Nuclear deterrence, nation-states and the real threat from nuclear proliferation

July 29, 2015

By Matthew E. Milliken
July 29, 2015

I’m not particularly eager to see Iran obtain nuclear weapons. For one thing, Iran’s government has traditionally shown extreme hostility toward Israel. For another, nuclear proliferation in general seems to hold great potential to destabilize any region.

Even so, I suspect the danger of Iran’s successful development of nuclear armaments may be somewhat exaggerated. The problem, I fear, is that atomic weaponry might fall into the hands of a terrorist organization such as the so-called Islamic State, al Qaeda or the like.

Nations can act recklessly — see Operation Iraqi Freedom — but generally, they do so with one underlying goal in mind: To insure their continued existence and, if possible, prosperity. A nation tied to a nuclear strike would almost surely face extensive shunning by the global community. Economic repercussions would be all but guaranteed; some kind of military counterstrike would be likely; the chances of a war being launched to unseat that nation’s rulers would rise significantly.

Forty years ago, when satellite surveillance was in its infancy, the leaders of a rogue nation might have believed they had a chance to launch a nuclear missile without being identified. Today, leaders would have to be insane or suicidal to think their nation might get away with such a strike.

And, in fact, look at what’s happened since the dawn of the nuclear age: The only nation to use nuclear weapons against living human was the first one to acquire the atomic bomb — the United States during World War II. For decades, despite fears about nuclear proliferation, not a single other nuclear weapon has been detonated over an occupied city, military base or ship.

When the Soviet Union, the Cold War archenemy of the U.S. and Western Europe, acquired the atomic bomb, it built a massive strike force with nuclear-equipped silos, bombers and submarines. None were ever fired except in tests. This was at least in part because the doctrine of nuclear deterrence — the knowledge that if either the Soviets or Americans attacked, a retaliatory strike would inflict devastating damage, if not inflict utter destruction — influenced key decision-makers.

Alarms were sounded when Pakistan conducted nuclear explosives tests in 1998, shortly after its regional rival, India, did the same. No one was happy when North Korea first tested nuclear weapons in 2006, and no one is happy that this unpredictable nation successfully tested a long-range rocket three years ago. The sharply divided Middle East has had a nuclear power, Israel, since shortly before the Six-Day War in 1967.

And yet, despite all this, not one atomic device has been detonated in a military capacity since 1945.

Of course, past performance is no guarantee of future returns. Israel or Pakistan or India or North Korea — or heck, Russia or France (which has had nuclear weapons since 1960) or China (member of the nuclear club since 1964), or any of a handful of other nations, including the U.S. — could lob a bomb at another nation.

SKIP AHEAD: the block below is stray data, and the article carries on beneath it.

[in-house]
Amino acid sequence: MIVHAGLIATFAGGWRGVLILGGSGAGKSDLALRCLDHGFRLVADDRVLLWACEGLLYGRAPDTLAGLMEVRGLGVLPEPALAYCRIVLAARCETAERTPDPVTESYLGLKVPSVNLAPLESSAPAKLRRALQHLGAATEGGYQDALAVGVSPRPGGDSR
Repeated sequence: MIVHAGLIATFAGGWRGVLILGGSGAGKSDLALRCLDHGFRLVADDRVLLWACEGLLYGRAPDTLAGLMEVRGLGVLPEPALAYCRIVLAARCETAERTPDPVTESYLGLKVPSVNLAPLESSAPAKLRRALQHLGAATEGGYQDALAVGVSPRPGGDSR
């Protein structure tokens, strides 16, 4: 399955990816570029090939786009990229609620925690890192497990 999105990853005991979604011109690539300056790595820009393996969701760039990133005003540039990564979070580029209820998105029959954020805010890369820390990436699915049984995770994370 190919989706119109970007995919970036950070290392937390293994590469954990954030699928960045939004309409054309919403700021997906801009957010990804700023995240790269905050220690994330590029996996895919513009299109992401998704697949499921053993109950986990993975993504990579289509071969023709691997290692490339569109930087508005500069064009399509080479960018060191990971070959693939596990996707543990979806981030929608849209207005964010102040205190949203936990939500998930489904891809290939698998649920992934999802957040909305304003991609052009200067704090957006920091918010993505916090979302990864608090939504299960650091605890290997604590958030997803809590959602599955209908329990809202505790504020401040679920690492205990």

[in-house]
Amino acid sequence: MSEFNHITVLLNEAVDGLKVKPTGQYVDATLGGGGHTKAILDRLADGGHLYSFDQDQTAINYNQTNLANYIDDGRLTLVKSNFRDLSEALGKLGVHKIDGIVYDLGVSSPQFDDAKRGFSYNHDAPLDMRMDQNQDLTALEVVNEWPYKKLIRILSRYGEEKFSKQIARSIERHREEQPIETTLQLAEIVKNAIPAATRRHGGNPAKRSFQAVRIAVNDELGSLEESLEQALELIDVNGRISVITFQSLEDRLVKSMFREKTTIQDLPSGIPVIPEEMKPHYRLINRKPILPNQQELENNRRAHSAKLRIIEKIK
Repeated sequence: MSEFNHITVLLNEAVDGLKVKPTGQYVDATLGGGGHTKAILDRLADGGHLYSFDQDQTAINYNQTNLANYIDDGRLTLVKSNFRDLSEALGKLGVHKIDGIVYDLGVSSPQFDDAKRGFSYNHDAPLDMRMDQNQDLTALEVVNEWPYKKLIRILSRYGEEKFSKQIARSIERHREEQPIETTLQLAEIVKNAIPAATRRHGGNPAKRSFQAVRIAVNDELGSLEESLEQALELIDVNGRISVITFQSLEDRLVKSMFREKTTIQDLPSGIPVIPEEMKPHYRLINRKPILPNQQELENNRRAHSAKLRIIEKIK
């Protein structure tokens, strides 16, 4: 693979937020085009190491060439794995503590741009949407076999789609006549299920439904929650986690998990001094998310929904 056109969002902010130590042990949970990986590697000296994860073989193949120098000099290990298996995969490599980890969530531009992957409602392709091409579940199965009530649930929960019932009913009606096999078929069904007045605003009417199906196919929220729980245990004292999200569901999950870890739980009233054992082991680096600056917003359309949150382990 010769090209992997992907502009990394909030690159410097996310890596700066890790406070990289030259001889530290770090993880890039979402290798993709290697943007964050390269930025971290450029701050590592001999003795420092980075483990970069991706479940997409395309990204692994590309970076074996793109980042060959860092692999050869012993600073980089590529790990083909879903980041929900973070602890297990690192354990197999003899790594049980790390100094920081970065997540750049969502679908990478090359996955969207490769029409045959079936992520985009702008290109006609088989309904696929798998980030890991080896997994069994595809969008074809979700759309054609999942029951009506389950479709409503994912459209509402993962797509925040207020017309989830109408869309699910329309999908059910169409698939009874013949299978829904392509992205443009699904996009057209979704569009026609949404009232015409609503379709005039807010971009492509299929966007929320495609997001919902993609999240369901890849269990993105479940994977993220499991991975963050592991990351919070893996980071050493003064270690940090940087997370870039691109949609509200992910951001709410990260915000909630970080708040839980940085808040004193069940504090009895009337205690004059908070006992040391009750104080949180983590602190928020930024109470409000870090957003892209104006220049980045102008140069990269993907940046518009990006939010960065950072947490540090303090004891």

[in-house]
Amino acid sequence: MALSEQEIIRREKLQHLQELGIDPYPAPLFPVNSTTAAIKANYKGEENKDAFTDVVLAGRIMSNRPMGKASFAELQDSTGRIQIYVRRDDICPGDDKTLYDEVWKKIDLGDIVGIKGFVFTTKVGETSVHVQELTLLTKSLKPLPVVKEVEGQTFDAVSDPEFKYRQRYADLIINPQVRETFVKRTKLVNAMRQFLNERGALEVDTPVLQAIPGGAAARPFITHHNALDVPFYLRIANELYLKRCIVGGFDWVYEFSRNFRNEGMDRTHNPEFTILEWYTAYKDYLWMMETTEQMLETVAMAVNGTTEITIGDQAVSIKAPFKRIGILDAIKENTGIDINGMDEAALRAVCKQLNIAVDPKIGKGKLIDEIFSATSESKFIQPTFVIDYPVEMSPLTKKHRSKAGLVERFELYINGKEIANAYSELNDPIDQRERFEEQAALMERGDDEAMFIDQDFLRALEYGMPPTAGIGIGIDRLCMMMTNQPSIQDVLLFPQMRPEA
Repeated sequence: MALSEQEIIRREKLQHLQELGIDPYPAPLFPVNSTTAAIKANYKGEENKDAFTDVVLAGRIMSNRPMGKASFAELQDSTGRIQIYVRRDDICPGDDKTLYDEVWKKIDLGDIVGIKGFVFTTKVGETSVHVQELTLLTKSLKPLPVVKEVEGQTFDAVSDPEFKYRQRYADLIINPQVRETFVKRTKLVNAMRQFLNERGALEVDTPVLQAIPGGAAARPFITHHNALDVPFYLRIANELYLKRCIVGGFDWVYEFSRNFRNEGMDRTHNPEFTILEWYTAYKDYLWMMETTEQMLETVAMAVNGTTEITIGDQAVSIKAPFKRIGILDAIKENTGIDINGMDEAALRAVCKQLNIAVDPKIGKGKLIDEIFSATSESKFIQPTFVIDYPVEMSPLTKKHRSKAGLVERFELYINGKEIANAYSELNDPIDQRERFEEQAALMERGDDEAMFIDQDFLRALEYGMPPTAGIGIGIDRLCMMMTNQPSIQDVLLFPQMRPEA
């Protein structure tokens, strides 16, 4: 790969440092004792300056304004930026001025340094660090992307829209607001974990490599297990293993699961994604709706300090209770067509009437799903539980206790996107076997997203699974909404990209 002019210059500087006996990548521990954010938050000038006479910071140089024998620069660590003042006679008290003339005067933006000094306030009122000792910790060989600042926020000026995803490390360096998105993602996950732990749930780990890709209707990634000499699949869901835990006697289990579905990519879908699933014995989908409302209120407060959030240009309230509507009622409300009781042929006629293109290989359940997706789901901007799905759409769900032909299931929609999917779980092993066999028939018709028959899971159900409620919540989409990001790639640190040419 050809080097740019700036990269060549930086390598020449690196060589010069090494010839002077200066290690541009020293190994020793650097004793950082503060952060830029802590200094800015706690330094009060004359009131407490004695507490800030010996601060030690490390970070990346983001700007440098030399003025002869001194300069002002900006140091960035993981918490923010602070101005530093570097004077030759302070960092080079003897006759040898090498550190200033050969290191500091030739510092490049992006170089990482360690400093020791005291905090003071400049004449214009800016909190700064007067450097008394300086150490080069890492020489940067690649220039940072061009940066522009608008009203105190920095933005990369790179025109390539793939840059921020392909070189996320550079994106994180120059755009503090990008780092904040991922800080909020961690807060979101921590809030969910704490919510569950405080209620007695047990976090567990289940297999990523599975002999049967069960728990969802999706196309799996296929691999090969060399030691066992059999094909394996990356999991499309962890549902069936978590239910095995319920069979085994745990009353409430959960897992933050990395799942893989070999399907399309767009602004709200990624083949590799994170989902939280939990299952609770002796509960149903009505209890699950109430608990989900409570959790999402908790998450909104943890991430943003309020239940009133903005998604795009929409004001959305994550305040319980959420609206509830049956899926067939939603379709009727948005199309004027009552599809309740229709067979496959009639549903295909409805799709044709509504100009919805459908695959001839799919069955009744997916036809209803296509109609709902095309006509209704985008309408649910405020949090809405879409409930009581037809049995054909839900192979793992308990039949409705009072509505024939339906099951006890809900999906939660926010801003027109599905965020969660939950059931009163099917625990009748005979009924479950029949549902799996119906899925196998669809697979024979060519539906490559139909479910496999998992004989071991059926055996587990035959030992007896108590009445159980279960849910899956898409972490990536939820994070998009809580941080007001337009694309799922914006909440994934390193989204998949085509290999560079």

So yes, there’s an obvious risk in nuclear proliferation. Still, logic and history indicate that the risks have been overblown, not least of all by Israeli Prime Minister Benjamin Netanyahu, who rather ludicrously claimed in mid-July that Iran is bent on world domination?

But here’s the potential development that does worry me: A nuclear weapon being built — or, more likely, acquired — by a terrorist group. If a group were able to smuggle a suitcase bomb, or even a more traditional atomic device, into, say, Tel Aviv and set it off, the international community’s ability to respond would be limited.

It’s one thing for Russia or Iran to launch a missile. In such cases, unless the respective government immediately issued a claim that the launch was conducted without authorization, a retaliatory strike against that nation’s nuclear installations would likely win almost immediate backing from most of the civilized world — and additional punishment, whether military or economic, would probably follow. (In fact, retaliation might follow even if the nation disavowed responsibility.)

But if al Qaeda or the Islamic State were to detonate a nuclear device, how would the world react? The U.S. waited nearly a month after the Sept. 11, 2001, attacks before opening hostilities against Afghanistan, partly because the nation was unprepared, but also partly because it was unclear where or against whom America should aim its weapons.

What’s instructive about this situation is that Afghanistan’s Taliban regime made itself an easy target. The Taliban won international opprobrium for its cruel reactionary practices; as Zachary Laub of the Council on Foreign Relations notes, these included banning music and television, forcing women to cover themselves from head to toe and jailing men whose beards were deemed too short. The Taliban also made Afghanistan a sanctuary for al Qaeda, which drew United Nations Security Council sanctions in 1999 for this very reason. Even so, Afghanistan might have prevented an invasion by U.S. and allied forces had its leadership agreed to turn over Osama bin Laden in the wake of 9/11.

So despite this representing a relatively clear-cut case, the question of where and how to retaliate for a devastating terrorist attack was difficult to answer. (It didn’t help, of course, that some members of George W. Bush’s administration were determined to invade Iraq despite its lack of culpability for the Sept. 11 atrocities.)

Iran’s leaders may not be entirely rational, but they’re probably not suicidal, and they know that the international community will hold them accountable for what they might do with nuclear weapons. That’s why my main concern regarding atomic bombs doesn’t involve nations but smaller, more nebulous groups.

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